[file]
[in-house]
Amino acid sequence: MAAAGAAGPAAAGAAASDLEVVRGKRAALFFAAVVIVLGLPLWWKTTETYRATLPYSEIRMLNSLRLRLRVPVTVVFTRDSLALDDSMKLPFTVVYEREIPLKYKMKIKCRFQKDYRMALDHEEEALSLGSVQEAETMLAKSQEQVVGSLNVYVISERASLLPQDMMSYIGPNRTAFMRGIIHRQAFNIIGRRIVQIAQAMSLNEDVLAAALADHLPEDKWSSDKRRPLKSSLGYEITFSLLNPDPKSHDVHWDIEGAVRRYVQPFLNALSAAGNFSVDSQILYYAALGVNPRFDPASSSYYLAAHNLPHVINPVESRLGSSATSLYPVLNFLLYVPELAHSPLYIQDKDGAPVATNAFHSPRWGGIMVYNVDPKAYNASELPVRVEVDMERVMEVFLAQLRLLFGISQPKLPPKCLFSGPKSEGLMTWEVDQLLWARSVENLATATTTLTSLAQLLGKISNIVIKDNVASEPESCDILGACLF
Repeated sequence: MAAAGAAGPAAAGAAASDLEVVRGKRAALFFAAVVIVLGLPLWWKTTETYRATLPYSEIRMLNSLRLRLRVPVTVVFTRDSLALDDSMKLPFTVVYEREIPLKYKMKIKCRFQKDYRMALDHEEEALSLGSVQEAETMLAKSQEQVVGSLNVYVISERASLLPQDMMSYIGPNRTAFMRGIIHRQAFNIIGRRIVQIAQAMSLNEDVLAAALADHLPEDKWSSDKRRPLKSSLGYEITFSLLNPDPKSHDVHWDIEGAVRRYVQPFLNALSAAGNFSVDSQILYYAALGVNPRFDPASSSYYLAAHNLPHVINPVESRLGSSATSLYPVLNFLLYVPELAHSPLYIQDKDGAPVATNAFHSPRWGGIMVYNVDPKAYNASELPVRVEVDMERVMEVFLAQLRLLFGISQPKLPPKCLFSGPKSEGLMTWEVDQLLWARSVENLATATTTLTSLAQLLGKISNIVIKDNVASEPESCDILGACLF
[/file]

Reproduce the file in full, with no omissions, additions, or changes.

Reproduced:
[in-house]
Amino acid sequence: MAAAGAAGPAAAGAAASDLEVVRGKRAALFFAAVVIVLGLPLWWKTTETYRATLPYSEIRMLNSLRLRLRVPVTVVFTRDSLALDDSMKLPFTVVYEREIPLKYKMKIKCRFQKDYRMALDHEEEALSLGSVQEAETMLAKSQEQVVGSLNVYVISERASLLPQDMMSYIGPNRTAFMRGIIHRQAFNIIGRRIVQIAQAMSLNEDVLAAALADHLPEDKWSSDKRRPLKSSLGYEITFSLLNPDPKSHDVHWDIEGAVRRYVQPFLNALSAAGNFSVDSQILYYAALGVNPRFDPASSSYYLAAHNLPHVINPVESRLGSSATSLYPVLNFLLYVPELAHSPLYIQDKDGAPVATNAFHSPRWGGIMVYNVDPKAYNASELPVRVEVDMERVMEVFLAQLRLLFGISQPKLPPKCLFSGPKSEGLMTWEVDQLLWARSVENLATATTTLTSLAQLLGKISNIVIKDNVASEPESCDILGACLF
Repeated sequence: MAAAGAAGPAAAGAAASDLEVVRGKRAALFFAAVVIVLGLPLWWKTTETYRATLPYSEIRMLNSLRLRLRVPVTVVFTRDSLALDDSMKLPFTVVYEREIPLKYKMKIKCRFQKDYRMALDHEEEALSLGSVQEAETMLAKSQEQVVGSLNVYVISERASLLPQDMMSYIGPNRTAFMRGIIHRQAFNIIGRRIVQIAQAMSLNEDVLAAALADHLPEDKWSSDKRRPLKSSLGYEITFSLLNPDPKSHDVHWDIEGAVRRYVQPFLNALSAAGNFSVDSQILYYAALGVNPRFDPASSSYYLAAHNLPHVINPVESRLGSSATSLYPVLNFLLYVPELAHSPLYIQDKDGAPVATNAFHSPRWGGIMVYNVDPKAYNASELPVRVEVDMERVMEVFLAQLRLLFGISQPKLPPKCLFSGPKSEGLMTWEVDQLLWARSVENLATATTTLTSLAQLLGKISNIVIKDNVASEPESCDILGACLF